Social Works Contents
I wanted to share a progress report on our book, Social Works. [If you haven't read the initial post, here it is.]
First, though, we need your help! Kevin Rieg, one of our designers, developed three designs for the cover of Social Works – they’re shown above. And I like them all! Please help me pick one: Take 30 seconds (tops) to respond to this survey. We’ll send one respondent a (print) copy of Social Works when it’s completed.
As far as the text is concerned, everything is coming together. The opening section of the book explores attributes of successful campaigns and focuses extensively on planning. The bulk of Social Works is made up of 25 case studies, reporting on campaigns involving 28 institutions from the US, the UK, Australia, and Africa.
Besides me, 17 authors contributed to Social Works: Andrew Careaga, Georgy Cohen, Jennifer Connally, Susan Evans, Terry Flannery, Ellen Foley, Joel Goodman, Dana Howard, Erika Knudson, Kylie Stanley Larson, Nicole O’Connell, Rebecca Salerno, Melissa Soberanes, Donna Talarico, Justin Ware, Mallory Wood, and Fran Zablocki. The entire project is being managed by Kylie Stanley Larson. [I'm learning what Kylie's clients already know: she's an awesome project manager.]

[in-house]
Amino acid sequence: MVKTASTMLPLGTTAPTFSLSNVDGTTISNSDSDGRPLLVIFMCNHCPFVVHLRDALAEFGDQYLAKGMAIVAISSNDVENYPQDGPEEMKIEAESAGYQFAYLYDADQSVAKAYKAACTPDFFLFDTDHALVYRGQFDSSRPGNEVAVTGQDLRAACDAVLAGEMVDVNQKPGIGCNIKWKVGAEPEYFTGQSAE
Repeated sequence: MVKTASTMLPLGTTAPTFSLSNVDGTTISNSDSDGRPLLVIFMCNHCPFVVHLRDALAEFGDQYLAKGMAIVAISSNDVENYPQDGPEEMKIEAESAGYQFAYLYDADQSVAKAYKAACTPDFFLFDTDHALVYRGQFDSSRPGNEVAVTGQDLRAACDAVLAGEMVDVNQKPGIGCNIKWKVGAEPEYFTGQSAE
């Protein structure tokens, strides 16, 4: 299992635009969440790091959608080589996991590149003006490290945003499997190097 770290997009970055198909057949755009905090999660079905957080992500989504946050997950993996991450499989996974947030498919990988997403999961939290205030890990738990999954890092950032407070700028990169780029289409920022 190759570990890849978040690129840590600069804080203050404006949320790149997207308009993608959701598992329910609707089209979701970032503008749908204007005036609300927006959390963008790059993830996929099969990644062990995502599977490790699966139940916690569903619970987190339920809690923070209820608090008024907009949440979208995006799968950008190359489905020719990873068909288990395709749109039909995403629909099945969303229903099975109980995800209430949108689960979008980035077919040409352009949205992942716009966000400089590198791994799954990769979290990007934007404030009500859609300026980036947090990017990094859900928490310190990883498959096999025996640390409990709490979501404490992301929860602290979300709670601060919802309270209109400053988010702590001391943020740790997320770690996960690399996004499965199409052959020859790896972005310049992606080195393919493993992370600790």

Here’s a brief synopsis of the case studies:
- American University: The university launched its brand campaign, American WONK, using a website and a variety of social channels and tactics.
- Elizabethtown College + Messiah College: The two Pennsylvania rivals developed a campaign to boost giving participation among young alumni. Focused on a traditional soccer rivalry, in the “Battle of the Blues” the colleges kept score of donors and dollars raised, with both institutions increasing their overall totals in 2011.
- Florida State University: In its 36-hour Great Give Campaign conducted entirely online, the university raised $186,000 and gained many new donors.
- Indiana University Alumni Association: University staff used social media to inform a redesign of the Alumni Association website, infused social media into the newly launched site, and used social channels to market and refine it.
- Johns Hopkins University: Johns Hopkins staged a “Fantasy Reunion” campaign, based on Fantasy Football, to increase giving and participation in its real reunion, increasing registration and giving.
- Loyola University Chicago: LUC developed an integrated social media approach to undergraduate admissions marketing; it’s now folding mobile into that mix.
- Madison Area Technical College: In 2010, at the peak of an economic downturn, Madison College used multiple social channels to muster voter support for and pass a referendum allocating funds for campus expansion.
- Missouri S&T: Missouri S&T used its websites and social networks to share information and manage crisis communications during a campus lockdown.
- MIT/Cornell: To build fans and boost engagement, MIT and Cornell created a competition in which they invited alumni to respond to questions about fictional alumni at each institution, tracking likes and shares to determine the winner.